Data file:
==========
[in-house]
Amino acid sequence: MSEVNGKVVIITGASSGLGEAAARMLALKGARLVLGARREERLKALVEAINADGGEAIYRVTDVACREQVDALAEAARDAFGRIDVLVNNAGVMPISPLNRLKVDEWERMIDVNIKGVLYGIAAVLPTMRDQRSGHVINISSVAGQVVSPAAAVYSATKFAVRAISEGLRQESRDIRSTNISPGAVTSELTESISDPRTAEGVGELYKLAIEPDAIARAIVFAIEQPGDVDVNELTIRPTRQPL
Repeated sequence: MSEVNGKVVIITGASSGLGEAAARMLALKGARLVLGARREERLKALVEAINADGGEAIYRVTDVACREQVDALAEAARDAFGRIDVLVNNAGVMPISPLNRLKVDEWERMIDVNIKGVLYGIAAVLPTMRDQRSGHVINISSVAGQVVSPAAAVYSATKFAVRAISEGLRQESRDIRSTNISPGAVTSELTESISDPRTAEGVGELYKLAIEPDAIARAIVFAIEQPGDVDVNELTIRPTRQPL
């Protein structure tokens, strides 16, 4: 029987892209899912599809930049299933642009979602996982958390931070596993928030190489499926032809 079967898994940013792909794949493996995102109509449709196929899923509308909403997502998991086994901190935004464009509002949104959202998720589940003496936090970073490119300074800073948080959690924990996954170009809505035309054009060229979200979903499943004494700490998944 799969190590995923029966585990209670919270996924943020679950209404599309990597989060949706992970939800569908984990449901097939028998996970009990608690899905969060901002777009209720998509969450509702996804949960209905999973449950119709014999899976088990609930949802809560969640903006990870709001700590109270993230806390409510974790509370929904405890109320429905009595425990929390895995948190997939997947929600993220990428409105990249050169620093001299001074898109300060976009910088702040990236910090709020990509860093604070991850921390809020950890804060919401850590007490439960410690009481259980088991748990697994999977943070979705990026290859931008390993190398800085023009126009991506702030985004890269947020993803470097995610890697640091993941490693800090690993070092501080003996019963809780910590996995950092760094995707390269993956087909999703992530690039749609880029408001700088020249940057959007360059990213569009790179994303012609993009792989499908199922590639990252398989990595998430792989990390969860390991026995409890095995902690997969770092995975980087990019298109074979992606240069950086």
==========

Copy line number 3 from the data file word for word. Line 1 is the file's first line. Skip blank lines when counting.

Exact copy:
Repeated sequence: MSEVNGKVVIITGASSGLGEAAARMLALKGARLVLGARREERLKALVEAINADGGEAIYRVTDVACREQVDALAEAARDAFGRIDVLVNNAGVMPISPLNRLKVDEWERMIDVNIKGVLYGIAAVLPTMRDQRSGHVINISSVAGQVVSPAAAVYSATKFAVRAISEGLRQESRDIRSTNISPGAVTSELTESISDPRTAEGVGELYKLAIEPDAIARAIVFAIEQPGDVDVNELTIRPTRQPL